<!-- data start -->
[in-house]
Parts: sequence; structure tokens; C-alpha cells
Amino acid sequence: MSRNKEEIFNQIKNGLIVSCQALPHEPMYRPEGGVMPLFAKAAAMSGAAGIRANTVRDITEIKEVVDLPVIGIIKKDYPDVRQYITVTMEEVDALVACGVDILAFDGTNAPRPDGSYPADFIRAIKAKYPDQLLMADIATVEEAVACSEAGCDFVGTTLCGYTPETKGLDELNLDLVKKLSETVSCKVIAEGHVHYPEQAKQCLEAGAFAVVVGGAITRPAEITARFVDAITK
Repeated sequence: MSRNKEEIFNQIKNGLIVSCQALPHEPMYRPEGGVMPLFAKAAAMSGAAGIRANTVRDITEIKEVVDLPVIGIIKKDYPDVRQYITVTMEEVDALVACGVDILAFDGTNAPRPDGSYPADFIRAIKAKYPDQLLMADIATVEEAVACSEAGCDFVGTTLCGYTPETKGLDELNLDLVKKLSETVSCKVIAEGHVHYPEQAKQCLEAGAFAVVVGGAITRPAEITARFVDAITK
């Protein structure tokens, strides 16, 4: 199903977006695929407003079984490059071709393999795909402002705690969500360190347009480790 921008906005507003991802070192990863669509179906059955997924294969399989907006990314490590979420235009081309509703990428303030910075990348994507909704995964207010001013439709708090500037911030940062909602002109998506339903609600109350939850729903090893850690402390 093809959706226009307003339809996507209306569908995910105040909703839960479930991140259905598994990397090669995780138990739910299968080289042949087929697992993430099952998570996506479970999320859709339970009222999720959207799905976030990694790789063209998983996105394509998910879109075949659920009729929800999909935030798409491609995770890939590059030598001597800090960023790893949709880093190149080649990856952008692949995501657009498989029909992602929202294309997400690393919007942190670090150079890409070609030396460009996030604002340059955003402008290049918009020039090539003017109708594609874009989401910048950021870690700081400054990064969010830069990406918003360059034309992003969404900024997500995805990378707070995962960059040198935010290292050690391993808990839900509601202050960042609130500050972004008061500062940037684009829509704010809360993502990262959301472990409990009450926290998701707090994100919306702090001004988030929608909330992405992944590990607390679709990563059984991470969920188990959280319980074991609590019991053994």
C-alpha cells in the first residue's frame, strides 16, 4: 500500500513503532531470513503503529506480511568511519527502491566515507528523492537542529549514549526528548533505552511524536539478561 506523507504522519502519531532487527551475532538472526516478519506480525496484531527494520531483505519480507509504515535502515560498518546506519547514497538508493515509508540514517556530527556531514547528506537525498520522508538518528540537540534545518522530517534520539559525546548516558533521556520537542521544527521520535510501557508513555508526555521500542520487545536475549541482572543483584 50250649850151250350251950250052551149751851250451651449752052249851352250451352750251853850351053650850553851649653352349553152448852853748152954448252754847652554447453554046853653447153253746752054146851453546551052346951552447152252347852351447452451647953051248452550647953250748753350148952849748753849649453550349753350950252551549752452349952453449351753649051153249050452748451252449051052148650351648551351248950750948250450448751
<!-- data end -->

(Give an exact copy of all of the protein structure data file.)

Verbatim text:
[in-house]
Parts: sequence; structure tokens; C-alpha cells
Amino acid sequence: MSRNKEEIFNQIKNGLIVSCQALPHEPMYRPEGGVMPLFAKAAAMSGAAGIRANTVRDITEIKEVVDLPVIGIIKKDYPDVRQYITVTMEEVDALVACGVDILAFDGTNAPRPDGSYPADFIRAIKAKYPDQLLMADIATVEEAVACSEAGCDFVGTTLCGYTPETKGLDELNLDLVKKLSETVSCKVIAEGHVHYPEQAKQCLEAGAFAVVVGGAITRPAEITARFVDAITK
Repeated sequence: MSRNKEEIFNQIKNGLIVSCQALPHEPMYRPEGGVMPLFAKAAAMSGAAGIRANTVRDITEIKEVVDLPVIGIIKKDYPDVRQYITVTMEEVDALVACGVDILAFDGTNAPRPDGSYPADFIRAIKAKYPDQLLMADIATVEEAVACSEAGCDFVGTTLCGYTPETKGLDELNLDLVKKLSETVSCKVIAEGHVHYPEQAKQCLEAGAFAVVVGGAITRPAEITARFVDAITK
């Protein structure tokens, strides 16, 4: 199903977006695929407003079984490059071709393999795909402002705690969500360190347009480790 921008906005507003991802070192990863669509179906059955997924294969399989907006990314490590979420235009081309509703990428303030910075990348994507909704995964207010001013439709708090500037911030940062909602002109998506339903609600109350939850729903090893850690402390 093809959706226009307003339809996507209306569908995910105040909703839960479930991140259905598994990397090669995780138990739910299968080289042949087929697992993430099952998570996506479970999320859709339970009222999720959207799905976030990694790789063209998983996105394509998910879109075949659920009729929800999909935030798409491609995770890939590059030598001597800090960023790893949709880093190149080649990856952008692949995501657009498989029909992602929202294309997400690393919007942190670090150079890409070609030396460009996030604002340059955003402008290049918009020039090539003017109708594609874009989401910048950021870690700081400054990064969010830069990406918003360059034309992003969404900024997500995805990378707070995962960059040198935010290292050690391993808990839900509601202050960042609130500050972004008061500062940037684009829509704010809360993502990262959301472990409990009450926290998701707090994100919306702090001004988030929608909330992405992944590990607390679709990563059984991470969920188990959280319980074991609590019991053994």
C-alpha cells in the first residue's frame, strides 16, 4: 500500500513503532531470513503503529506480511568511519527502491566515507528523492537542529549514549526528548533505552511524536539478561 506523507504522519502519531532487527551475532538472526516478519506480525496484531527494520531483505519480507509504515535502515560498518546506519547514497538508493515509508540514517556530527556531514547528506537525498520522508538518528540537540534545518522530517534520539559525546548516558533521556520537542521544527521520535510501557508513555508526555521500542520487545536475549541482572543483584 50250649850151250350251950250052551149751851250451651449752052249851352250451352750251853850351053650850553851649653352349553152448852853748152954448252754847652554447453554046853653447153253746752054146851453546551052346951552447152252347852351447452451647953051248452550647953250748753350148952849748753849649453550349753350950252551549752452349952453449351753649051153249050452748451252449051052148650351648551351248950750948250450448751